This week Nelson Piquet Jr and his father, Nelson Piquet, won their libel case against Renault F1 at the High Court. They had been accused by Renault F1 of "false allegations" and "attempts to blackmail the team" following events at the 2008 Singapore Grand Prix where Nelson Piquet Jr was ordered to crash to assist Fernando Alonso to win the race.
Renault F1 have issued a formal apology and awarded the father and son substantial compensation.
The scandal first erupted when Piquet Jr. was released by Renault F1 midway through the 2009 season due to poor performance. This is when the "crash gate" allegations first appeared and when Renault F1 launched their case against the Piquet's, claiming false accusal of crash orders and blackmail in an attempt by the young Brazilian to keep his race seat at the team.
This prompted the FIA to investigate the events of the 2008 Singapore race and less than a fortnight later, Renault F1 were found guilty of race fixing. The team was subsequently handed a two race ban while team boss Flavio Briatore was issued a life time ban from F1, which was later reduced to a suspension until 2013.
Nelson Piquet is a former 80's F1 champion, taking three world titles during his career. His son initially proved his talents in the GP2 series, taking runner up in 2006 behind Lewis Hamilton.
Previous to this he claimed titles such as the 2004 British Formula Three champion, becoming the youngest ever driver to do so at 19 years and two months. At this stage he had also completed several test sessions with Williams F1.
So once again we are discussing the darker side of this great sport and an incident that has possibly cost a young driver his shot at an F1 career. Despite Nelson Piquet's large wealth and backing through his son's early motorsport days, this was not enough to secure the drive that Piquet Jr. quite possibly deserved.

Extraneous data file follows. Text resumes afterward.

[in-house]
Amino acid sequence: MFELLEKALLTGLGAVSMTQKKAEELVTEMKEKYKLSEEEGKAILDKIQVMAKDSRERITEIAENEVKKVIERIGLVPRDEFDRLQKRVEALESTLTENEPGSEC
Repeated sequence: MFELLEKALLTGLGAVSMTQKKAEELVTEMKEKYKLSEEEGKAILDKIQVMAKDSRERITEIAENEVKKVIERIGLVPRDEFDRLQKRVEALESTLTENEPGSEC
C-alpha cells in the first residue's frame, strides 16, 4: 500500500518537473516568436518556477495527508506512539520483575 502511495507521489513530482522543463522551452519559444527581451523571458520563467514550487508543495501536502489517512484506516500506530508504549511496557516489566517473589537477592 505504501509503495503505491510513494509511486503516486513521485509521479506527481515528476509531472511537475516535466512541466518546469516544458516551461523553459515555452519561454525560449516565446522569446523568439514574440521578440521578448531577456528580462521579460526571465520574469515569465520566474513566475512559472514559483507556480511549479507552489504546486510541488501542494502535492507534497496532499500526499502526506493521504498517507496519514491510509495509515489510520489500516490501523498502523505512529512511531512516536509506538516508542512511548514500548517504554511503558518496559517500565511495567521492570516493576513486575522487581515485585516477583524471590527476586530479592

There is no doubt that with substantial cash backing, a career in motorsport becomes far more feasible, but no amount of money can buy talent.
Along with talent, the backing of a team is required to make a success of any driver. Take Lewis Hamilton at Mclaren, Jenson Button at Brawn or perhaps most importantly, Michael Schumacher at Ferrari.
Many people would suggest that Piquet Jr. was never up to the challenge of F1. But how will we ever know? How difficult must it have been for him at Renault, with a team boss like Briatore and a teammate like Fernando Alonso?
Imagine getting your shot at a decent F1 drive, during which your are ordered to put your car in the wall? How could that ever be a progressive position?
He is now pursuing a career in NASCAR in the US. When asked if he would ever return to F1 his answer was very precise: "F1 is F1. You don't just go in when you want to. It didn't work out and I'm not going to keep begging and putting in money to drive."
Would anybody else have done better in this position? Would he have received as many of the upgrades or R and D that Alonso would have done?
Going back to my previous article about driver pairings and how it affects the outcome of their season, this is probably the best example. Without the backing of the team, or no doubt a decent relationship with his teammate, Nelson Piquet Jr. never had a chance.
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